So many things! It’s been shown to:

  • reduce inflammation
  • strengthen the dermal membrane which protects against oxidative stress (thanks to its polyphenols)
  • assist in the repair of our DNA
  • inhibit the effects of UV-induced damage and matrix metalloproteinase (i.e. enzymes that contribute to skin degradation)
  • stimulate growth of fibroblasts (the cells responsible for collagen production) which reduces wrinkle activity
  • promote regeneration and thickening of the epidermis

PRIMROSE OIL (Oenothera Biennis)


Primrose is also known as evening primrose, evening star, sun drop German rampion, King’s cure-all and fever plant. Native to central and eastern North America where it was used for its medicinal qualities by the indigenous tribes (Cherokee, Iroquois, Ojibwe and Potawatomi), it was only in the 17th century that it was introduced to Europe as an ornamental plant.


Rich in fatty acids and gamma linolenic acid


It’s known to have skin soothing properties and its emollient nature helps smooth and hydrate dry and rough skin.

It’s also proved to be an effective ingredient in the treatment of eczema and dermatitis and assists with the absorption of other ingredients into the skin.


ROSE HIP OIL (Rosa Canina)


An exotic ingredient native to Africa, Europe and West Asia


Its phytochemical composition includes ascorbic acid, phenolic compounds, a high concentration of essential fatty acids (omega 3 and 6), bio-flavonoid molecules. It also contains a heap of vitamins from A to E, with lots of C in between.


Thanks to its anti-oxidant, anti-inflammatory and anti-viral properties this ingredient is widely used for treating and strengthening dry, irritated and weathered skin, burns, scars and reducing the signs of aging.

Note that this ingredient is different to Rose Oil which is distilled from the Damask rose, which is a more volatile oil and has been known to aggravate skin.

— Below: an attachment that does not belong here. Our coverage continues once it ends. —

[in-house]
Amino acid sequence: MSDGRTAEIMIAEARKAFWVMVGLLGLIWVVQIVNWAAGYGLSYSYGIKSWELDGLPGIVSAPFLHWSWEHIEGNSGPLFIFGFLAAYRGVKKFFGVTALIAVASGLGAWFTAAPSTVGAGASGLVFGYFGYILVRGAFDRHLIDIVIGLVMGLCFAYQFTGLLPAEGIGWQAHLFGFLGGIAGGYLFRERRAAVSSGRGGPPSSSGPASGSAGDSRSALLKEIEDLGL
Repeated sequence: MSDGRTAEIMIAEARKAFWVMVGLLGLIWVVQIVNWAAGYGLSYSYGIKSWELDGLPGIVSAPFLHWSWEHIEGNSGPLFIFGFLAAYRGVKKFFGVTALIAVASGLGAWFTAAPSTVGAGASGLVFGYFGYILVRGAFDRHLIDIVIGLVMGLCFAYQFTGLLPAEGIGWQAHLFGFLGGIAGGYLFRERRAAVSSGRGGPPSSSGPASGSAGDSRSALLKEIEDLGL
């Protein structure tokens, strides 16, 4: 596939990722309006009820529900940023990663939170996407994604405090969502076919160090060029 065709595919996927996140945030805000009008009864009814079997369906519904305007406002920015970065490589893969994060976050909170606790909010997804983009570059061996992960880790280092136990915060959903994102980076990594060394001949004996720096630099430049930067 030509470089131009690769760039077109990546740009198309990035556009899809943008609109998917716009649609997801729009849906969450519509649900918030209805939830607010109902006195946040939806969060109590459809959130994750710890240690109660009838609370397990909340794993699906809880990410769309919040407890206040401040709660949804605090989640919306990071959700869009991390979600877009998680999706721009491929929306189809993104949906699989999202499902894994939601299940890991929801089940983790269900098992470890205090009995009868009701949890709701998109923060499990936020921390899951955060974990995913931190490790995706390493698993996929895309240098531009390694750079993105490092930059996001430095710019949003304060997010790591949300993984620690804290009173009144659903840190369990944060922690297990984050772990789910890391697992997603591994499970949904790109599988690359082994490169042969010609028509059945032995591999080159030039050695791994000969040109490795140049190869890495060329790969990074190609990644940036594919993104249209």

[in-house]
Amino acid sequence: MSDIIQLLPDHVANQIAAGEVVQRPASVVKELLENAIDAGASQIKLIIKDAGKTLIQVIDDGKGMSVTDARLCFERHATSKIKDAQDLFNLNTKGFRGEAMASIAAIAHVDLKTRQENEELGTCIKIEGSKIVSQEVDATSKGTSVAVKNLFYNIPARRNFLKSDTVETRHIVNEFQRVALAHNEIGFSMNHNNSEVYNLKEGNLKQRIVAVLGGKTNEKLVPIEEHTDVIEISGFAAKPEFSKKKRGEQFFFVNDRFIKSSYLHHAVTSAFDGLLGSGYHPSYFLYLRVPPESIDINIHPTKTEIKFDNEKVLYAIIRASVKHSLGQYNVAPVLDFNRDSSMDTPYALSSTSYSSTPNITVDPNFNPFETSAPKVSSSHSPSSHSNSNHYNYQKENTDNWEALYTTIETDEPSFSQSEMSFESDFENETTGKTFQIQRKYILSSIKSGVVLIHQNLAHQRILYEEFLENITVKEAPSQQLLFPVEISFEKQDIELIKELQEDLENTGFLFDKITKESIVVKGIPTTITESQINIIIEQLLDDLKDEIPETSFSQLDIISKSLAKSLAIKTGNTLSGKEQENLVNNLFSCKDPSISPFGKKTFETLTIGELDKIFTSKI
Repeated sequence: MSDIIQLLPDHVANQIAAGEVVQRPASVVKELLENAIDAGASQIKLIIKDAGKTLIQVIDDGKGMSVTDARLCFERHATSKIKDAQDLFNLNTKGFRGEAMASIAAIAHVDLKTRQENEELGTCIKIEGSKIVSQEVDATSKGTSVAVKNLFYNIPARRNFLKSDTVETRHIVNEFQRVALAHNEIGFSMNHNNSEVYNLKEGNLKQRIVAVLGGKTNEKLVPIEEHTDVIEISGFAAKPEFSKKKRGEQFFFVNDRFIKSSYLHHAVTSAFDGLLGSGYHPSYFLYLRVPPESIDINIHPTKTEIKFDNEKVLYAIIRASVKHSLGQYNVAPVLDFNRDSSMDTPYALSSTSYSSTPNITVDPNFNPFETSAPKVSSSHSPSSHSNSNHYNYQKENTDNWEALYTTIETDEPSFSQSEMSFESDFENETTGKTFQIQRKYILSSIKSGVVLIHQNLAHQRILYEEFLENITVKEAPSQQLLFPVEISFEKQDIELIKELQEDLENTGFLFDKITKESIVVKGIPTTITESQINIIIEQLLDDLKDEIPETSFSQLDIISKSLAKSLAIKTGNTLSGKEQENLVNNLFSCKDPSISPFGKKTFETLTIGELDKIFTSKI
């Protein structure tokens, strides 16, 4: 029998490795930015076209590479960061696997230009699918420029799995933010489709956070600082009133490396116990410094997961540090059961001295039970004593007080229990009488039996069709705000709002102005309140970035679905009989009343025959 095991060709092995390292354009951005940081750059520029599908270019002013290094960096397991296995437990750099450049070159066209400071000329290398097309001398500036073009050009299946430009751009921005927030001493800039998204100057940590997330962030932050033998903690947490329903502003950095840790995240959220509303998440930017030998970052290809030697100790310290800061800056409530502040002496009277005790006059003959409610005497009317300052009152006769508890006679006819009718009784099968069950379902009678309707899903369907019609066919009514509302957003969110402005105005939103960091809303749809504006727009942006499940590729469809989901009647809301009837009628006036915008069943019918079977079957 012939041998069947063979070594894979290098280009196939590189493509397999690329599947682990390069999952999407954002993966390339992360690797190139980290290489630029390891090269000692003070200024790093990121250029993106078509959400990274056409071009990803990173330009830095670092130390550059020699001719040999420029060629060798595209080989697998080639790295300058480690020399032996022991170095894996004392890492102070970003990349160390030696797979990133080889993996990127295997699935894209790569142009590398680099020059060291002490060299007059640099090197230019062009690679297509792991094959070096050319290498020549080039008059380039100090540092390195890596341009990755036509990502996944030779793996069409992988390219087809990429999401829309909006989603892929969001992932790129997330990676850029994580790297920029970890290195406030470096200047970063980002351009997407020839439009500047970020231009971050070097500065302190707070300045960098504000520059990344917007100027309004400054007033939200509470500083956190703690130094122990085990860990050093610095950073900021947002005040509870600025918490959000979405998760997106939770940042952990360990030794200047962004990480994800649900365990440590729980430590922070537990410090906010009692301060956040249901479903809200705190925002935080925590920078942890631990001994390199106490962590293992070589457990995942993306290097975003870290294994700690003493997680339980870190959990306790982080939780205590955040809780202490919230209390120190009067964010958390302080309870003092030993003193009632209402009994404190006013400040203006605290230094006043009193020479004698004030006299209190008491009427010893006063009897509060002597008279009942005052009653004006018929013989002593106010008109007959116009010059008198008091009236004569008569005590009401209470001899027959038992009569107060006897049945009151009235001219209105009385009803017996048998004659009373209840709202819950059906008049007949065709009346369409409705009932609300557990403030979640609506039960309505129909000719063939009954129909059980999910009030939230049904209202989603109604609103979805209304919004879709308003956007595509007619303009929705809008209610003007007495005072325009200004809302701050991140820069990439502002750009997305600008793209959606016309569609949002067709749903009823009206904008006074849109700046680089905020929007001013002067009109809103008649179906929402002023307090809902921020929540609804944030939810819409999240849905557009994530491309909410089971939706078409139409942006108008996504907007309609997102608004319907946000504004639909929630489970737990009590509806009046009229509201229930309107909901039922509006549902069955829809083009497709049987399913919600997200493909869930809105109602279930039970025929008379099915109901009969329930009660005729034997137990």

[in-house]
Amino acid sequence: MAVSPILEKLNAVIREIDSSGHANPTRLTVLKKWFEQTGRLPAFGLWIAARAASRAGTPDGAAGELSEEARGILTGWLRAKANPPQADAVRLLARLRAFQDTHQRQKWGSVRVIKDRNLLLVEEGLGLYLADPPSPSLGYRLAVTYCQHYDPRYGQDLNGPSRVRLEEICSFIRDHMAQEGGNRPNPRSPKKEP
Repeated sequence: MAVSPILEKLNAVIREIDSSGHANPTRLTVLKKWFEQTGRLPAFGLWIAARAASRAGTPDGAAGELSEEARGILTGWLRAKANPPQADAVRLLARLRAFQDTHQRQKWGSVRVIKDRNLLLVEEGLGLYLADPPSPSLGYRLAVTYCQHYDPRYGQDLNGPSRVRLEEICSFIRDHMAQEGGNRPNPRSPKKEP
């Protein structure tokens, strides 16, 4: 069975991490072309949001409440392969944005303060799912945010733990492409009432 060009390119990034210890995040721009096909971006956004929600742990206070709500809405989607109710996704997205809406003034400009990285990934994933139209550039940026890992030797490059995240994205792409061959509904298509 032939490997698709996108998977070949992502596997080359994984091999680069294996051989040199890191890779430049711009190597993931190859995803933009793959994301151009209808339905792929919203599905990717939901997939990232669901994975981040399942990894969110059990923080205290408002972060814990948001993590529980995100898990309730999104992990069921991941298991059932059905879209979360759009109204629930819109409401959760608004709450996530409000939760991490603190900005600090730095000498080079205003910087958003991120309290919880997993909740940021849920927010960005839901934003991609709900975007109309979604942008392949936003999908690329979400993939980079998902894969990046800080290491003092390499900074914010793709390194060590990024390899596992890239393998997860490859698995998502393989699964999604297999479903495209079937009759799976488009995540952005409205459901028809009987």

ROSEMARY EXTRACT (Rosmarinus Officinalis)


This woody herb is another one of those ingredients that’s best known for its fragrance. However, there’s a lot more to this one than just the scent.


A number of bio-active phytochemicals but most importantly rosmarinic and caffeic acid


It’s been used as a photo-therapeutic agent for healing wounds.  It’s been shown to inhibit the harmful effects of UV skin induced damage and prevent DNA damage in certain cells.

It also has antimicrobial and antibacterial properties so can be used as a natural preservative to prevent other ingredients in cosmetic and skincare products from oxidizing and also in the treatment of infections caused by bacteria.

Note that while Rosemary oil has many of the same properties because of its high concentration of its fragrance compounds, it’s been known to aggravate the skin.


SEA BUCKTHORN OIL (Hippophae Rhamnoides)


The oil is extracted from the shrub’s fruit and seeds. Despite this shrub-like plant’s name, you won’t find sea buckthorn by the sea. It’s found across Europe and Asia and has been used in Chinese medicine for millennia and there’s a few very good reasons for that. 


A large number of bio-active compounds, from fatty acids (notably palmitooleic and gamma-linolenic acid i.e. omega 6 and 7) an array of vitamins (A, B1, B2, C, D, E, K and P), minerals (potassium, calcium, magnesium, iron, phosphorus), carotenoids, flavonoids, amino acids, phenols and folic acid


It’s effective in the treatment of dry, flaky and rapidly aging skin. It’s unique fatty acid composition gives this ingredient it’s repairing and regeneration properties, the omega 7 is also easily absorbed into the skin and is converted to prostaglandins which protects against infections and allergies and inhibits the aging process.

It’s also been used for a variety of other problems from sunburn to, healing wounds like bedsores and cuts.

Sea buckthorn oil can be used to reduce the negative results of, and maybe even prevent, acne, dermatitis, dry skin, eczema, skin ulcers and stretch marks, and ease rosacea, psoriasis.

SHEA BUTTER (Butyrospermum Parkii)


Shea butter comes from the nut of the African shea tree. Since the days of Cleopatra’s Egypt, this ingredient has been used as a cosmetic and traded as a precious commodity.


A heap of beneficial components like fatty acids (mainly oleic, stearic and linoleic acid) and antioxidants (quercetin, epicatechin gallate, gallocatechin, epigallocatechin, allantoin)


It has valuable antioxidant, anti-inflammatory and emollient properties and is used to treat all types of skin disorders from rashes to sunburn, chapping, ulcers, blemishes, eczema, and dermatitis. It’s overall quite effective for moisturizing dry skin and protecting against the environment.